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Sennheiser HD448 Around the Ear Headphones

Posted

Pros: Flat, Natural SQ. Lightwieght, Multi-purpose, Super Comfy

Cons: Accurate, yet weak lows. Amping helped more than intuition suggested.

As a young audio enthusiast with most of my knowledge base centering around car audio, I found my appreciation for sound begin translate across into the home.  Audio nuts run in the family, so between knowledge obtained from relatives and my own satisfaction of curiosity, I have come to learn much about the extremely complex niche of home loudspeakers.  Being a college student makes living situations far from ideal to venture (as a consumer) into the large, lovely loudspeaker market.  Naturally, the right avenue to achieve beautiful sound seemed to be headphone Ave.  While not related to the product I am reviewing, I feel as though to really deliver accurate information to the reader - and essentially give you, the reader, what you're looking for - I should give you a background to better understand my role in the sound community.  With this understanding, it will be easier for you to judge the accuracy of my writing and the validity pertaining to your needs or wants.  I hope to deliver useful, indicative information to you - not to necessarily persuade a purchase.

 

With all the background aside, let's focus on these phones.  These Sennheiser HD 448s are a closed circumaural headphone, with an impedance hanging around 32 Ohms , SPL ~114dB and a frequency response from 16 -24000Hz. 

 

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Comfort:  Technicals aside, these are a super comfortable phone. The earcup is large enough to indeed be circumaural, although those with over-sized ears may find this a tight fit.  These aren't the smallest cups I've seen on a circumaural headphone, but they're smaller than the pictures show initially.  The photo below (even though a bit is cut off) shows the cups to be around 3.5 inches on the outside but only about 2.5 for the ear itself.  My ears are of average size, and I have no problem fitting into them for a seal.  Pads are mildly stiff to create a seal, but the pressure on the head is barely noticeable. The headband rests nicely with an additional pad included to reduce pressure.  It is easy to forget these cans are on your head.  This is barely worth mentioning, but hours of listening does lead to a pair of warm ears.  With headphones that have any isolation at all, this is to be expected.   The comfort and weight give a distinct advantage for traveling.  The included bag is pretty standard (black, cloth, subtle Senn logo with drawstrings) but is nice for packing around a portable device in addition to the phones.  All in all, these give a comfortable, semi-loose fit on head - isolating quite well despite the low clamping force.  I will say if you prefer a secure, tighter fit as opposed to a more loose pillow like fit you may find these to not be as secure.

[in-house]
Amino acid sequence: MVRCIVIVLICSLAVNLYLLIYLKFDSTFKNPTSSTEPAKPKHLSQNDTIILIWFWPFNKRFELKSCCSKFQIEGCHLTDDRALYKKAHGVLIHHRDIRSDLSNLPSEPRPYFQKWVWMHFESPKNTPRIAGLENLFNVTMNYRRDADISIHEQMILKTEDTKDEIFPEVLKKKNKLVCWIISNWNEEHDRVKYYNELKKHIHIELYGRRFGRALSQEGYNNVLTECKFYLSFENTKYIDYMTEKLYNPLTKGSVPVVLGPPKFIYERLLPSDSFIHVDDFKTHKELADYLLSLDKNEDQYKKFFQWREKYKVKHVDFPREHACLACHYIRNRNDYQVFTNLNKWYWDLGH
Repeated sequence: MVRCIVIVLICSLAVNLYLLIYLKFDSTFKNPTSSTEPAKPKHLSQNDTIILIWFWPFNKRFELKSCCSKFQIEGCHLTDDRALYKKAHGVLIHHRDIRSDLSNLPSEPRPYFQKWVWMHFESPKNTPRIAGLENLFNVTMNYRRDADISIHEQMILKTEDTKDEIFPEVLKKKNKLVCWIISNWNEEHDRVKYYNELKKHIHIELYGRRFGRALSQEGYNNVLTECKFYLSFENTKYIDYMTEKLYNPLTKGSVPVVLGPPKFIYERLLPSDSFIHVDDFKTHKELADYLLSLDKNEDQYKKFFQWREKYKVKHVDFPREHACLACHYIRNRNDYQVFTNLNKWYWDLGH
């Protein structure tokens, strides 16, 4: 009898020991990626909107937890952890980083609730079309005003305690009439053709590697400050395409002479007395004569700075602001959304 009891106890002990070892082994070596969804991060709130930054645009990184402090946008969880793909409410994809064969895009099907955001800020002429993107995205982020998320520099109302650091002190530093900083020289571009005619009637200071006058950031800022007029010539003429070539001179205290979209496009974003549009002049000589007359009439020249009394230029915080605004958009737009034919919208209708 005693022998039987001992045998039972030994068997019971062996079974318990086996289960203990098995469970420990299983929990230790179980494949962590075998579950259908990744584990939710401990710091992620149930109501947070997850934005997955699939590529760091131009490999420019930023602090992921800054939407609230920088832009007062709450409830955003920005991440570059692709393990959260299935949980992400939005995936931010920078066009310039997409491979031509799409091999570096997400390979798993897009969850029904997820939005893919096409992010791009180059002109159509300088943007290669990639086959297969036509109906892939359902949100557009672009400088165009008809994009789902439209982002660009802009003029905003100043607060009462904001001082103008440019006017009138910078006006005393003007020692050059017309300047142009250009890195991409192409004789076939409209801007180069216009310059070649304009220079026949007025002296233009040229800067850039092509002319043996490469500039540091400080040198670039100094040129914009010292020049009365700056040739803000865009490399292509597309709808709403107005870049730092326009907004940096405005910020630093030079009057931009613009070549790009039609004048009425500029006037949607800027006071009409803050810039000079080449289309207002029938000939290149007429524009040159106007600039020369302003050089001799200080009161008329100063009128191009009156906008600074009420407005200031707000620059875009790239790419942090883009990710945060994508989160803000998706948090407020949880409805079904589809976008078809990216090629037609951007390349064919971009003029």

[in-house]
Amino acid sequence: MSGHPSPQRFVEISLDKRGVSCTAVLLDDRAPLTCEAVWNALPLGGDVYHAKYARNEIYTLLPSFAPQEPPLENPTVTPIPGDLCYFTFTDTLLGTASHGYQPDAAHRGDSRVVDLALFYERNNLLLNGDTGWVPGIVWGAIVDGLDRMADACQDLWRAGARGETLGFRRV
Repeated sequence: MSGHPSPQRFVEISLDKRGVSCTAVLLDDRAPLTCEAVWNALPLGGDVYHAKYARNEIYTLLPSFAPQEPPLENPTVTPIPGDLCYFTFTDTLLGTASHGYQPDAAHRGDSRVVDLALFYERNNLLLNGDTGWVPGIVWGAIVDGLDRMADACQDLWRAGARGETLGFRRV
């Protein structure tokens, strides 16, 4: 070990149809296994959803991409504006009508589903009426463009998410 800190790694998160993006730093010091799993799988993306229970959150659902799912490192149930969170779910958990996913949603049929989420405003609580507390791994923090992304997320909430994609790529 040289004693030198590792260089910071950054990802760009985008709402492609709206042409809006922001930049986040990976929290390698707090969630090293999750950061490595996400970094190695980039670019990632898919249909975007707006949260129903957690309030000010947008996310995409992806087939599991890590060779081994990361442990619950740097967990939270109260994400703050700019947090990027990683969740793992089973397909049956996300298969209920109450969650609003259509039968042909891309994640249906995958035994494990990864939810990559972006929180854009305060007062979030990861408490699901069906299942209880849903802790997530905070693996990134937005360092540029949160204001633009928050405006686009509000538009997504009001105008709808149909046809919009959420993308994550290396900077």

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Durability:  This is where the 448s are probably the weakest.  To be honest though, anything that isn't fragile can be taken care of with just a little conscious effort.  For a 100 dollar headphone, they're about what you would expect - adjustable plastic headband and exterior with above average padding, and a small cable (diameter) w/permanent one sided connectivity.  I do like the jointing system included here for limited swiveling and rotation, but improper care might render these plastic joints a weak point.  Bottom line: I think with some care these should be durable enough.  I've had them for over a year now with no issues and have taken them on numerous trips.. planes, trains, automobiles.

 

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Sound Quality:  I'm quite picky when it comes to sound, so I may tend to err of the harsher side (although not always).  I will do my best to offer a perspective here with my experienced ears outside of headphones.  When I started my consumer research with the goal of obtaining my first set of solid headphones without destroying my wallet, I ran through some options hovering in the $150 range.  While I found some nice options, I absolutely made the right choice by backing off price-wise to obtain these HD448 (ehm, ATH-M50 - greatly prefer the 448).